The GoGlobal Blog

My Boots

My Boots

So a lot of time has passed since I last blogged; since before I went to Patagonia and before my semester here even started! I’ve been busy and maybe I will post about all that fun stuff later, but for now here’s a note I wrote while coming back from a weekend venture to the driest desert in the world; the Atacama desert.

To follow the theme of Nancy Sinatra’s “These Boots Were Made for Walking” song (no, Jessica Simpson was not the writer nor first performer), I’m not really sure what my boots were made for.

Maybe to make a fashion statement on the feet of great successes such as Jay-Z, or for dudes with elegant names such as ‘K-Fed’ to strut around stage with.

Or to support his baby weight while golfing later on in life.

Or maybe for construction workers, or for people like my father who use them when they work on their hard-won yard and house every weekend.

I don’t know who or what these Tims were made for (it is indeed possible that a quick google search or peep on their website could tell me, if I were so inclined), and to be honest I don’t even know who their first owner was.

What I do know and what I can tell you is what they’ve been through since I bought them for about $7.50 at the Salvation Army down Devon in Roger’s Park, Chicago.

The humblest of beginnings.

These babies went with me to Antarctic Chile in Patagonia, and to Torres del Paine. They were on my feet through my 30 km+ day hikes through mountains to see glaciers, stepped into riverbeds when the trail didn’t allow for their avoidance, and kept my feet dry while my companions’ running shoes and fancy hiking boots failed to do so.

Photo from our first day’s hike to see Glacier Gray, courtesty of Emily Dykstra

They were further pounded into shape when one of my friends and I decided to run the last few hilly miles back to camp to catch Happy Hour.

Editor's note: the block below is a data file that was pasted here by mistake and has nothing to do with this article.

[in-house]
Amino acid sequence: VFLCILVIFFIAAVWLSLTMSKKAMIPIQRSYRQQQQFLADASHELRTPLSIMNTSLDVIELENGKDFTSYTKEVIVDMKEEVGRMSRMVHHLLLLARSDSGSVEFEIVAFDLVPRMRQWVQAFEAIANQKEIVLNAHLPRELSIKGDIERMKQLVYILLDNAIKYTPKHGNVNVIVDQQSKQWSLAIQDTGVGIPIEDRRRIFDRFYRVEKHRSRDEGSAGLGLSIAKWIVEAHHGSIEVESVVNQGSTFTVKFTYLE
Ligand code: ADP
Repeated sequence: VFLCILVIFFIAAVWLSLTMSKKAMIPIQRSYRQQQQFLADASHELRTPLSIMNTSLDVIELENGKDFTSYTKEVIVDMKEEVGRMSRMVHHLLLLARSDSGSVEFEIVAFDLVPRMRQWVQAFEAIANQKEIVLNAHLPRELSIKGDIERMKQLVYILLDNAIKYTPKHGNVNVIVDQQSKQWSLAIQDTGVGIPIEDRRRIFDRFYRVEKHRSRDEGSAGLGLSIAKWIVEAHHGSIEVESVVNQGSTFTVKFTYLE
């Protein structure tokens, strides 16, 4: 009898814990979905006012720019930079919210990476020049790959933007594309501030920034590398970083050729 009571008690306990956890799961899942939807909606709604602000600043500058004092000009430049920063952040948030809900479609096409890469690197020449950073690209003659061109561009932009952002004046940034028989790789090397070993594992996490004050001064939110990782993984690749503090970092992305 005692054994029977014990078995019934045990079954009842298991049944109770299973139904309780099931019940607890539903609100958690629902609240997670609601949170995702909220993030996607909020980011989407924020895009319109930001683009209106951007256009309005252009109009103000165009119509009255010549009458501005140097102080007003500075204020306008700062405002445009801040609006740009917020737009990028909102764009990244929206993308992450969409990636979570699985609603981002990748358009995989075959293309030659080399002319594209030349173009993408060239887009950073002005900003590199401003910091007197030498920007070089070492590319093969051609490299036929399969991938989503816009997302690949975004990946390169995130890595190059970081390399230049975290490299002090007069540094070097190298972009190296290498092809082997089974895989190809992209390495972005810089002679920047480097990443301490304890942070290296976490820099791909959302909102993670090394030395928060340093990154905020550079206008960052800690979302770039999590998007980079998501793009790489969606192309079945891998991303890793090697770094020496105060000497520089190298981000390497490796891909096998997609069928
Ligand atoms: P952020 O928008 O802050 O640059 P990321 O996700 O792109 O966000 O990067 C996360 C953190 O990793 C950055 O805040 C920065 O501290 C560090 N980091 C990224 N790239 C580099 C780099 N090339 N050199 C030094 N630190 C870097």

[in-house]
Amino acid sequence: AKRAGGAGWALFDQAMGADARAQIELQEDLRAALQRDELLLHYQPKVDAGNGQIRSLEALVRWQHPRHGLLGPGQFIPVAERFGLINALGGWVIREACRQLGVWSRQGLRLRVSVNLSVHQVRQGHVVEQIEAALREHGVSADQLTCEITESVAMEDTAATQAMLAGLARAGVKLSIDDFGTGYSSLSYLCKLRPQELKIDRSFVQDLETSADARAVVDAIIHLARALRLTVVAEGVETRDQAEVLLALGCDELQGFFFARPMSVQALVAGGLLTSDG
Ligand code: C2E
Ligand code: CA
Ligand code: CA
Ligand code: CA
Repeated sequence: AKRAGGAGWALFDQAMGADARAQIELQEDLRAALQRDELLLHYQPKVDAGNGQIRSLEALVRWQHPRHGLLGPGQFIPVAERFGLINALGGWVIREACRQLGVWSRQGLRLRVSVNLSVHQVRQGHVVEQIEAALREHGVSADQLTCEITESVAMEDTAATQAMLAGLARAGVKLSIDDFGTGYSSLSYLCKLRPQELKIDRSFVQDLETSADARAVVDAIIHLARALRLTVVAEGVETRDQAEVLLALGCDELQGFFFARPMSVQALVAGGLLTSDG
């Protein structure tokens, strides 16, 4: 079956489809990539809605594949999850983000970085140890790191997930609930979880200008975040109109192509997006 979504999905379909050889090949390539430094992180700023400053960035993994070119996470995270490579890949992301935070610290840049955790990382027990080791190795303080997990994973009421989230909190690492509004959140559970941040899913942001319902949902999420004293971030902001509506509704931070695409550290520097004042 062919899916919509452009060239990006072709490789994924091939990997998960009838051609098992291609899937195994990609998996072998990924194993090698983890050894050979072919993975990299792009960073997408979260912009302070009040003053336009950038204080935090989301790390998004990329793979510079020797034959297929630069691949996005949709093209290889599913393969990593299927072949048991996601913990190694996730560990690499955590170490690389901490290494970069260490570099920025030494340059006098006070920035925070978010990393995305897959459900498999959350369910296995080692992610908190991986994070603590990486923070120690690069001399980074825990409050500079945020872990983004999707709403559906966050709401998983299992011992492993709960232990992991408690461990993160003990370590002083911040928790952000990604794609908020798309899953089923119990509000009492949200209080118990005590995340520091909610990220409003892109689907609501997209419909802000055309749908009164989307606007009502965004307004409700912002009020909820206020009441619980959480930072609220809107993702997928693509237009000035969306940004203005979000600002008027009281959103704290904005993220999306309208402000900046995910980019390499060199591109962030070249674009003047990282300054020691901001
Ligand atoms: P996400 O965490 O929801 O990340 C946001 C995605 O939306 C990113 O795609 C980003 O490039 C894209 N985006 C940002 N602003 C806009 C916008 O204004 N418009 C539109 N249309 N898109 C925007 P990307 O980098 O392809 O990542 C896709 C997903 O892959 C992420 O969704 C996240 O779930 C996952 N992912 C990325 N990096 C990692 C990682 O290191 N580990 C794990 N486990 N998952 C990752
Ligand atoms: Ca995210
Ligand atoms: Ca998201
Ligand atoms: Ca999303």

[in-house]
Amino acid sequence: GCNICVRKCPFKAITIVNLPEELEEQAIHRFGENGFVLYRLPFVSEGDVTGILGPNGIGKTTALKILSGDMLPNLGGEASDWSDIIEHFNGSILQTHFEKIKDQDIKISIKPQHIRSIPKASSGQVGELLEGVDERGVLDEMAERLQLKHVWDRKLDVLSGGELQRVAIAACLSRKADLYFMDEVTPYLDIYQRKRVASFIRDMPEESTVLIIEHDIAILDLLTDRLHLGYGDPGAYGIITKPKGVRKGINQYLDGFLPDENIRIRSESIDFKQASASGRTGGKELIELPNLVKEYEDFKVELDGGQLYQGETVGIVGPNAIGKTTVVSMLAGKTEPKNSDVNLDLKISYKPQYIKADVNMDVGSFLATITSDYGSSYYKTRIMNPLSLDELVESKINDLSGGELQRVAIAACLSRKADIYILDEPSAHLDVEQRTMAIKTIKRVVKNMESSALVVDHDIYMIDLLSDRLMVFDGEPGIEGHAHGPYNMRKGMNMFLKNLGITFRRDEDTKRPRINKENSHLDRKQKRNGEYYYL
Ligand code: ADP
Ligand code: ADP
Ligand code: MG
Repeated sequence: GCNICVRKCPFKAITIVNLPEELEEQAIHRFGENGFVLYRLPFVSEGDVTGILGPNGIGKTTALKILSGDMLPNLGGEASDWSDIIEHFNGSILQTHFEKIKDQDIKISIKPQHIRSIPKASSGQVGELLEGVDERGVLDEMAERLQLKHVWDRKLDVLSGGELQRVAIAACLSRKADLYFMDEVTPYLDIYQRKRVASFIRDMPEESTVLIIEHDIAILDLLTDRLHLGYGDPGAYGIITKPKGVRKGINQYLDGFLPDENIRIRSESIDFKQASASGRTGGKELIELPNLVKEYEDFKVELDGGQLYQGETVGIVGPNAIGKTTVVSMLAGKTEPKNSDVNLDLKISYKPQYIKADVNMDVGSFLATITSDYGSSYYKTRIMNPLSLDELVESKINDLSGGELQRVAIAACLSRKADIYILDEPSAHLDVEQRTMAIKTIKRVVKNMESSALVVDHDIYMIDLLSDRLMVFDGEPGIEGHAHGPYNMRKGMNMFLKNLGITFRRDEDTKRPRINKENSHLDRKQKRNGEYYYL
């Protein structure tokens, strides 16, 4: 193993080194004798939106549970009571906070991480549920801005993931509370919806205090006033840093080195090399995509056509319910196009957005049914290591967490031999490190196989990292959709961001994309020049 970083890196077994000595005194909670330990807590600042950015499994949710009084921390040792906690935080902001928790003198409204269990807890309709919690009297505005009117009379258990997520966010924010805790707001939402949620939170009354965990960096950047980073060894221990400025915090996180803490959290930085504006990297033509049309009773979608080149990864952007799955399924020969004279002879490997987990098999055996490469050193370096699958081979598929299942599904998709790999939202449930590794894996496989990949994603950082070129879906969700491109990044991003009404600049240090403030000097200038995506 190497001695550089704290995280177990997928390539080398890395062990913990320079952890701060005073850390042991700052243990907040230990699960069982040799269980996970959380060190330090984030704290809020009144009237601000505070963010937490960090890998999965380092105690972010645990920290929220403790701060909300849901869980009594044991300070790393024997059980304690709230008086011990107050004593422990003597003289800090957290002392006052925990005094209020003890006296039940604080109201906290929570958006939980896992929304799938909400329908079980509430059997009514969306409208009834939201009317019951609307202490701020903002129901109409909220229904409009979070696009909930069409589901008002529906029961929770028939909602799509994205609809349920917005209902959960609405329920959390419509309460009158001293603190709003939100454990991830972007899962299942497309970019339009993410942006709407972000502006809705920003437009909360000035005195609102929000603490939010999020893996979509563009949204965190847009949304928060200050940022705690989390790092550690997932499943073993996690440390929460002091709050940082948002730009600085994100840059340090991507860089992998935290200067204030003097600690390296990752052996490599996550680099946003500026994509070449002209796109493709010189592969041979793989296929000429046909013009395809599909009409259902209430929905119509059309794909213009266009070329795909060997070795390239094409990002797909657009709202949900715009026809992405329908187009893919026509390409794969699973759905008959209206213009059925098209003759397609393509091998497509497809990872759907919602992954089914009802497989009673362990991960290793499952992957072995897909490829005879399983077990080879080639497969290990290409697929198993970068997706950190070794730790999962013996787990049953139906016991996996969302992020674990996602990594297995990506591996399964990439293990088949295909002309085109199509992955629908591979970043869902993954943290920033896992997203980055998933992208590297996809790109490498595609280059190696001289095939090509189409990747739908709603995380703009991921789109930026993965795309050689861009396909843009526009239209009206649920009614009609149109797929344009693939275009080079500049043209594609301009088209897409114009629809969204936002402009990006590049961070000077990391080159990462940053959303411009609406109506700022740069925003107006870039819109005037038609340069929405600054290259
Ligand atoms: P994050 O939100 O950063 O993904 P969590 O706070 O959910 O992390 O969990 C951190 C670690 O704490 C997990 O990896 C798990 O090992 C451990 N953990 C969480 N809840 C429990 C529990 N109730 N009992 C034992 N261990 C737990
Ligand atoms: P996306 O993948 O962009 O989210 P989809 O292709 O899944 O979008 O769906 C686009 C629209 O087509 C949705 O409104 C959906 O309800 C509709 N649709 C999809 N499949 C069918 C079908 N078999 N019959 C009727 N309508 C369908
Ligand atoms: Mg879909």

Back in Santiago they were on my feet dancing cha cha or salsa the few times I wore them to class, gripping the floor and securing my movements in ways my black flats would never allow. Some days they carried me back through the city streets littered with food vendors and surrounded by mountains when I didn’t have enough money for the classy Santiago metro, and other times allowed me to be explore the city searching for new cafés or interesting sights while staying comfortable amid the hustle and bustle of the wonderful city.

Like I said, classy.

They pedaled over 30 miles the day we biked to the Laguna Cejar and got lost in the driest desert in the world (Atacama), even walking through the sandy paths when it got too dangerous to bike in the total darkness with only stars to light the way.


Before we knew we would be spending hours trying to find our way out of a pitch black desert on bike and we were simply enjoying the ride (still worth it).
Photo Cred: Antonella Terracina


They helped me jump over the muddy adobe puddles of San Pedro [de Atacama] and then protected my poor feet when we went to see flamingoes and gorgeous reflective salt flats of the Altiplanic Lagoons (next to the Andes Mountains) in the freezing morning hours early in Chilean winter.

Altiplanic Lagoons and Flamingoes
Photo Cred: Emily Dykstra

Later they were strapped into a Burton snowboard and flew down the huge sand hills of Valle de La Muerte (to say nothing of trekking up aforementioned hills between runs).

Sandboarding in Valle de la Muerta

And they’re a satisfying and comforting weight on my feet on this fancy double decker bus taking us to the the city of Calama to catch a flight back to Santiago, hopefully in time for me to catch my philosophy class at 1:30 (spoiler alert: I didn’t).

I don’t know what these boots were made for, but these are the things they’ve done for me.

I’d say they’ve had quite an adventure.

I’d also wager that they aren’t done adventuring quite yet.











So that’s that. Now back to studying for finals, finishing up some essays, et.c



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